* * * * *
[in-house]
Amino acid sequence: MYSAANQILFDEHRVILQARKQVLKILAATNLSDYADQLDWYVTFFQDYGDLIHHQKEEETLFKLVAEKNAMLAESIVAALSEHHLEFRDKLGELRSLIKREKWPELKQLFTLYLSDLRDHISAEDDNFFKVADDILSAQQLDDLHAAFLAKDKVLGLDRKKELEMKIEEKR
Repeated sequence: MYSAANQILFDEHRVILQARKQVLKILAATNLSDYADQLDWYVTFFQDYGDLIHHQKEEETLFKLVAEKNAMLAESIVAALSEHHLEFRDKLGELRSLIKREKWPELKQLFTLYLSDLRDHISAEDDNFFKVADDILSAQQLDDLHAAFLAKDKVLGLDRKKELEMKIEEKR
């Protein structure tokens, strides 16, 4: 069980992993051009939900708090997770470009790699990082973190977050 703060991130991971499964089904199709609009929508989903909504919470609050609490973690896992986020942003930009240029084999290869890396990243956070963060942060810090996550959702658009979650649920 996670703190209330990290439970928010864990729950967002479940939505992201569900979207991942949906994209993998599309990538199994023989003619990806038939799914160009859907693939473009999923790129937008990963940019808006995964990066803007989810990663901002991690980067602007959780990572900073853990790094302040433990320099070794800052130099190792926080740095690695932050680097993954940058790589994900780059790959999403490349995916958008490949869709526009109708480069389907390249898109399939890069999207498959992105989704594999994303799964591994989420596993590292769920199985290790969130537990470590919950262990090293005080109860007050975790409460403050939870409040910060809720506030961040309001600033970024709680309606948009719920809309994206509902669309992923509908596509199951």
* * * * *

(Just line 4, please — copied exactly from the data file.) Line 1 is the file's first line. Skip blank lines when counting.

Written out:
């Protein structure tokens, strides 16, 4: 069980992993051009939900708090997770470009790699990082973190977050 703060991130991971499964089904199709609009929508989903909504919470609050609490973690896992986020942003930009240029084999290869890396990243956070963060942060810090996550959702658009979650649920 996670703190209330990290439970928010864990729950967002479940939505992201569900979207991942949906994209993998599309990538199994023989003619990806038939799914160009859907693939473009999923790129937008990963940019808006995964990066803007989810990663901002991690980067602007959780990572900073853990790094302040433990320099070794800052130099190792926080740095690695932050680097993954940058790589994900780059790959999403490349995916958008490949869709526009109708480069389907390249898109399939890069999207498959992105989704594999994303799964591994989420596993590292769920199985290790969130537990470590919950262990090293005080109860007050975790409460403050939870409040910060809720506030961040309001600033970024709680309606948009719920809309994206509902669309992923509908596509199951």